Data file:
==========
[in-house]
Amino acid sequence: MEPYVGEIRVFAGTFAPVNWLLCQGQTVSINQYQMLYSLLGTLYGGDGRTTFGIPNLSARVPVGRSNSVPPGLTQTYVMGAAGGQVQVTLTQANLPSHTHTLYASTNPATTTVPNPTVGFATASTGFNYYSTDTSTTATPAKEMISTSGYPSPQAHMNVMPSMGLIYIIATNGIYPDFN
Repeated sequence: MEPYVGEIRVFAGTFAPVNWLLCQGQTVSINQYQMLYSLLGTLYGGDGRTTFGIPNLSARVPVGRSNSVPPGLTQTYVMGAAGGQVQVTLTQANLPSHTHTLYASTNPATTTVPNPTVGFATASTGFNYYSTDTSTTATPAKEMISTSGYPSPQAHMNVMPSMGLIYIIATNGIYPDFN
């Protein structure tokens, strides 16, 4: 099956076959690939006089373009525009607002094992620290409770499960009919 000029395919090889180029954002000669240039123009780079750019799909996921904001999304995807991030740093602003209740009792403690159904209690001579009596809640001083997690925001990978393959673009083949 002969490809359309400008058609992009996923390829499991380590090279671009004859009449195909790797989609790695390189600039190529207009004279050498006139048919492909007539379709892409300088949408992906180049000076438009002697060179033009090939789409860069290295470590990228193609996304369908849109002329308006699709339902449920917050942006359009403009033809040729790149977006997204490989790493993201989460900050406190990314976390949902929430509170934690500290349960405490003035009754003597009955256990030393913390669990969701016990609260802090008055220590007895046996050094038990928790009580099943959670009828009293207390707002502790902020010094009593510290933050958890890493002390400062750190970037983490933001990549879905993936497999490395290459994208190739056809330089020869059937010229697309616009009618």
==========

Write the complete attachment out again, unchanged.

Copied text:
[in-house]
Amino acid sequence: MEPYVGEIRVFAGTFAPVNWLLCQGQTVSINQYQMLYSLLGTLYGGDGRTTFGIPNLSARVPVGRSNSVPPGLTQTYVMGAAGGQVQVTLTQANLPSHTHTLYASTNPATTTVPNPTVGFATASTGFNYYSTDTSTTATPAKEMISTSGYPSPQAHMNVMPSMGLIYIIATNGIYPDFN
Repeated sequence: MEPYVGEIRVFAGTFAPVNWLLCQGQTVSINQYQMLYSLLGTLYGGDGRTTFGIPNLSARVPVGRSNSVPPGLTQTYVMGAAGGQVQVTLTQANLPSHTHTLYASTNPATTTVPNPTVGFATASTGFNYYSTDTSTTATPAKEMISTSGYPSPQAHMNVMPSMGLIYIIATNGIYPDFN
């Protein structure tokens, strides 16, 4: 099956076959690939006089373009525009607002094992620290409770499960009919 000029395919090889180029954002000669240039123009780079750019799909996921904001999304995807991030740093602003209740009792403690159904209690001579009596809640001083997690925001990978393959673009083949 002969490809359309400008058609992009996923390829499991380590090279671009004859009449195909790797989609790695390189600039190529207009004279050498006139048919492909007539379709892409300088949408992906180049000076438009002697060179033009090939789409860069290295470590990228193609996304369908849109002329308006699709339902449920917050942006359009403009033809040729790149977006997204490989790493993201989460900050406190990314976390949902929430509170934690500290349960405490003035009754003597009955256990030393913390669990969701016990609260802090008055220590007895046996050094038990928790009580099943959670009828009293207390707002502790902020010094009593510290933050958890890493002390400062750190970037983490933001990549879905993936497999490395290459994208190739056809330089020869059937010229697309616009009618």